Thanks. Single motherhood is indeed a strong correlate of poverty. That correlation is stronger for blacks, Latinos & Native Americans, and weaker for Asians and whites. The variability of that correlation across ethnic groups stems not just from culture, but also from resources and circumstances: the average unwed white or Asian mother’s family has more income and wealth to assist her than is available to the average black, Latino or American Indian girl. (While reparations are a political nonstarter, the Coates article effectively summarizes the suffocating post-slavery barriers to black economic advancement. In much the same way, the deck has been stacked against Native Americans.)
Culture is less a matter of present conscious choice than a set of learned behaviors that made some kind of sense in the past, but may or may prove useful in light of present resources and circumstances.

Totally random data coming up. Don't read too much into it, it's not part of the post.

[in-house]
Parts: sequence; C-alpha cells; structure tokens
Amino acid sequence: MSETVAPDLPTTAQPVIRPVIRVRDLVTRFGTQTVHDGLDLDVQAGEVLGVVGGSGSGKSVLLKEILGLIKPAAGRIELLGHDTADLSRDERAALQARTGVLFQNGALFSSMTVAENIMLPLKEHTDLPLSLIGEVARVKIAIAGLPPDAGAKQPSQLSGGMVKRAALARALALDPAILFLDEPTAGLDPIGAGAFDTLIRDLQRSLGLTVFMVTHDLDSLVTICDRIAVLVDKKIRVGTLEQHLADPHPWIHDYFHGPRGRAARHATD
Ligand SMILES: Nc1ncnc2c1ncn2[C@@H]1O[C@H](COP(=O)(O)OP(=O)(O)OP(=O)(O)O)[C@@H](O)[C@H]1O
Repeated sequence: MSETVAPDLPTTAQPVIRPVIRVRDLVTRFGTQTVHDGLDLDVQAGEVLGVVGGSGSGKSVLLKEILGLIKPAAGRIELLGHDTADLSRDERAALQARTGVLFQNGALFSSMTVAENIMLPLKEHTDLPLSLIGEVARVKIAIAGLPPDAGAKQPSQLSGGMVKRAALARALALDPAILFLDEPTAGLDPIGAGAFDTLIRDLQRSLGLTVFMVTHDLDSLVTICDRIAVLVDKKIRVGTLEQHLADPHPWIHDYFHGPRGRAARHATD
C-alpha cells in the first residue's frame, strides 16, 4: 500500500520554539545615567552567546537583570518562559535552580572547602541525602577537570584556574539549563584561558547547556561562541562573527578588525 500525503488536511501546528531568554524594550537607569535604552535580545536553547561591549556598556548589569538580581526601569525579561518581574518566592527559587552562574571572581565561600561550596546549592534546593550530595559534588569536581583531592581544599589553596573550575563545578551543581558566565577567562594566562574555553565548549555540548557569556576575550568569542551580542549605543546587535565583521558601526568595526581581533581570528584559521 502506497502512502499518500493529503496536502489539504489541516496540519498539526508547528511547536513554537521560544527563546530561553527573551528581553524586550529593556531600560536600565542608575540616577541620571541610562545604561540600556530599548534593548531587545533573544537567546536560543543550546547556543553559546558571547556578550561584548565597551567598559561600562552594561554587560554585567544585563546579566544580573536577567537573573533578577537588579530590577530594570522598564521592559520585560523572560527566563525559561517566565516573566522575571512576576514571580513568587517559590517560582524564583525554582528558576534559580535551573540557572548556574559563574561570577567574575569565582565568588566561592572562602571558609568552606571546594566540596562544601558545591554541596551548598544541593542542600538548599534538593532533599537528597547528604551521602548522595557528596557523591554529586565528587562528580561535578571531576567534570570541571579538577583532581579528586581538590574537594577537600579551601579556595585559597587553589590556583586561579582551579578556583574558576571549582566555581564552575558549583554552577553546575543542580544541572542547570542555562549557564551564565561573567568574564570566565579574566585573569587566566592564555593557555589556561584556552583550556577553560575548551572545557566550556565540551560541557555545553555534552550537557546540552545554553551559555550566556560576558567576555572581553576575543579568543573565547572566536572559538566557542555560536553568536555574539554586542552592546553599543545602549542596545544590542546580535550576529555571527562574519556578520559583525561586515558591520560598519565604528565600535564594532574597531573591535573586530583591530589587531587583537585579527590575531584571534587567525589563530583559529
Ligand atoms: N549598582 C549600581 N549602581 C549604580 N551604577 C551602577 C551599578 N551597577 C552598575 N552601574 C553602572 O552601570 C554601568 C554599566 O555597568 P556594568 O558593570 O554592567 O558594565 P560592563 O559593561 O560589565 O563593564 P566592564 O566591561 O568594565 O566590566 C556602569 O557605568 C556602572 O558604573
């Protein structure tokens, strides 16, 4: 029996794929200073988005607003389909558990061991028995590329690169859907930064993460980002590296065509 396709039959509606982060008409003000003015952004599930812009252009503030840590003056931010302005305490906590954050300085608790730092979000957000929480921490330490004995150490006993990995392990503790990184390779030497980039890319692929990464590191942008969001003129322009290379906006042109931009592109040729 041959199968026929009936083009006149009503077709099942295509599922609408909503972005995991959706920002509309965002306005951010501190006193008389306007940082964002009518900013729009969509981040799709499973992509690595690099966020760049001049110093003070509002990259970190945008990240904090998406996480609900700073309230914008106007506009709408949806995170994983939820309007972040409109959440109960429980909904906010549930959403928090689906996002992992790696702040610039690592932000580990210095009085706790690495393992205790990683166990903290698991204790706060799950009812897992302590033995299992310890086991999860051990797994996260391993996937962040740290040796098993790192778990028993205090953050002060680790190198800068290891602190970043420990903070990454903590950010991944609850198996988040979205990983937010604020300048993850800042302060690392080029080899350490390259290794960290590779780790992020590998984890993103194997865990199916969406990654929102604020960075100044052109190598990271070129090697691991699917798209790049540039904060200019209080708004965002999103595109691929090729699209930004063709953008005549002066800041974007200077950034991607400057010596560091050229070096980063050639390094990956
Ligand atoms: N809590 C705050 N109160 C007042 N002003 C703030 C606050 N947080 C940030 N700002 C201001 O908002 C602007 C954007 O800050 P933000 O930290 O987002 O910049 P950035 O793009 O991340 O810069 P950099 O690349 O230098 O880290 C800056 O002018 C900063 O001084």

Psychologically, poverty mires people in short-term thinking and limits their capacity to think long-term and manage their affairs as effectively as more fortunate folks. For this reason, effective interventions must include material aid (to relieve the immediate effects of poverty), together with education and job opportunities, plus what you might call cultural assistance: training in personal finance, family planning, effective child rearing, etc.